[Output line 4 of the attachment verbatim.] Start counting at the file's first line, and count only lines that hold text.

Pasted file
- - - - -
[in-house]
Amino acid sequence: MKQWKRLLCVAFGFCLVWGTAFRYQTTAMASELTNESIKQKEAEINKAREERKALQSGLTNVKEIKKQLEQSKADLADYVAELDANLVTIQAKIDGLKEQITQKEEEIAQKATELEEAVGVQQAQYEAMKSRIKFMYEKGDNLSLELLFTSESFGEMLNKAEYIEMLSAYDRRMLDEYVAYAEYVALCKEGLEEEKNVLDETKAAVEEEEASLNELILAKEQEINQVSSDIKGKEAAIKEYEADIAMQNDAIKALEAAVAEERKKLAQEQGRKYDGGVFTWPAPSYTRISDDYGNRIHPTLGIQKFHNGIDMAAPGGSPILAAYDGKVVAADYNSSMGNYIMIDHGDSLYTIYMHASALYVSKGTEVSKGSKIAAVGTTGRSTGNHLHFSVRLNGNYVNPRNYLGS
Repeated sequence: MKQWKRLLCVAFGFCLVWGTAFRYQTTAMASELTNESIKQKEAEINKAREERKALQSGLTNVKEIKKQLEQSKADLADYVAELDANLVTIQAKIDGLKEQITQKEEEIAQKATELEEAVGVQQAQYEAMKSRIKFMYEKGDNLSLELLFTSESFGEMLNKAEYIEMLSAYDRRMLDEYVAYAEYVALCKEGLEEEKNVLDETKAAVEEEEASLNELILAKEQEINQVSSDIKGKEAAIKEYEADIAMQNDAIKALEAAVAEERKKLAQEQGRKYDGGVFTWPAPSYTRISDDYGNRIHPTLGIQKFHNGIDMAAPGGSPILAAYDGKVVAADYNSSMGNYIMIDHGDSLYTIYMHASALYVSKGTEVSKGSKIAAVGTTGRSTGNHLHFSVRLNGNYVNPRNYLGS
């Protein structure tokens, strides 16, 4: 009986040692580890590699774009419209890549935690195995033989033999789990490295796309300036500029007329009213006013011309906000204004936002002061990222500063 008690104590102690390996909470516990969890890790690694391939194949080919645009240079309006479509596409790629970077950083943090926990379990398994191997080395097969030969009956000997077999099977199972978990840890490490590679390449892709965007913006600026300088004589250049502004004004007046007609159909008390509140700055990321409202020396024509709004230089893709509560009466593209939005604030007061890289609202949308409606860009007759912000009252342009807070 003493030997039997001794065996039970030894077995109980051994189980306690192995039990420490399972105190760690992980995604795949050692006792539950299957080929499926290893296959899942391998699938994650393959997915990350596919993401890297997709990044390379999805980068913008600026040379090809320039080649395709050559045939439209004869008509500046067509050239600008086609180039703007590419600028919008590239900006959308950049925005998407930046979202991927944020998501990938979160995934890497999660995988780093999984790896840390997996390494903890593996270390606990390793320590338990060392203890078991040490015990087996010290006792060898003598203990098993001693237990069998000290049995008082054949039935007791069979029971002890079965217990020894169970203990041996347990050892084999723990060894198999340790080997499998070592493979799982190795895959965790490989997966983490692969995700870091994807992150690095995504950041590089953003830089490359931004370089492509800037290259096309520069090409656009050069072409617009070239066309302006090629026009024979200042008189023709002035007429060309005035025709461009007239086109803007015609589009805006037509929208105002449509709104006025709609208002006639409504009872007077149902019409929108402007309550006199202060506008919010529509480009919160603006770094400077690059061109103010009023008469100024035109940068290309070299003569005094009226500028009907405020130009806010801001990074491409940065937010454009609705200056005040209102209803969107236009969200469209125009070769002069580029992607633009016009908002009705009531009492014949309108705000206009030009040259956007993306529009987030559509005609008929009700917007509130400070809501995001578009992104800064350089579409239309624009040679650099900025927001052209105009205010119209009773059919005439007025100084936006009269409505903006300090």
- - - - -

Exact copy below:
């Protein structure tokens, strides 16, 4: 009986040692580890590699774009419209890549935690195995033989033999789990490295796309300036500029007329009213006013011309906000204004936002002061990222500063 008690104590102690390996909470516990969890890790690694391939194949080919645009240079309006479509596409790629970077950083943090926990379990398994191997080395097969030969009956000997077999099977199972978990840890490490590679390449892709965007913006600026300088004589250049502004004004007046007609159909008390509140700055990321409202020396024509709004230089893709509560009466593209939005604030007061890289609202949308409606860009007759912000009252342009807070 003493030997039997001794065996039970030894077995109980051994189980306690192995039990420490399972105190760690992980995604795949050692006792539950299957080929499926290893296959899942391998699938994650393959997915990350596919993401890297997709990044390379999805980068913008600026040379090809320039080649395709050559045939439209004869008509500046067509050239600008086609180039703007590419600028919008590239900006959308950049925005998407930046979202991927944020998501990938979160995934890497999660995988780093999984790896840390997996390494903890593996270390606990390793320590338990060392203890078991040490015990087996010290006792060898003598203990098993001693237990069998000290049995008082054949039935007791069979029971002890079965217990020894169970203990041996347990050892084999723990060894198999340790080997499998070592493979799982190795895959965790490989997966983490692969995700870091994807992150690095995504950041590089953003830089490359931004370089492509800037290259096309520069090409656009050069072409617009070239066309302006090629026009024979200042008189023709002035007429060309005035025709461009007239086109803007015609589009805006037509929208105002449509709104006025709609208002006639409504009872007077149902019409929108402007309550006199202060506008919010529509480009919160603006770094400077690059061109103010009023008469100024035109940068290309070299003569005094009226500028009907405020130009806010801001990074491409940065937010454009609705200056005040209102209803969107236009969200469209125009070769002069580029992607633009016009908002009705009531009492014949309108705000206009030009040259956007993306529009987030559509005609008929009700917007509130400070809501995001578009992104800064350089579409239309624009040679650099900025927001052209105009205010119209009773059919005439007025100084936006009269409505903006300090």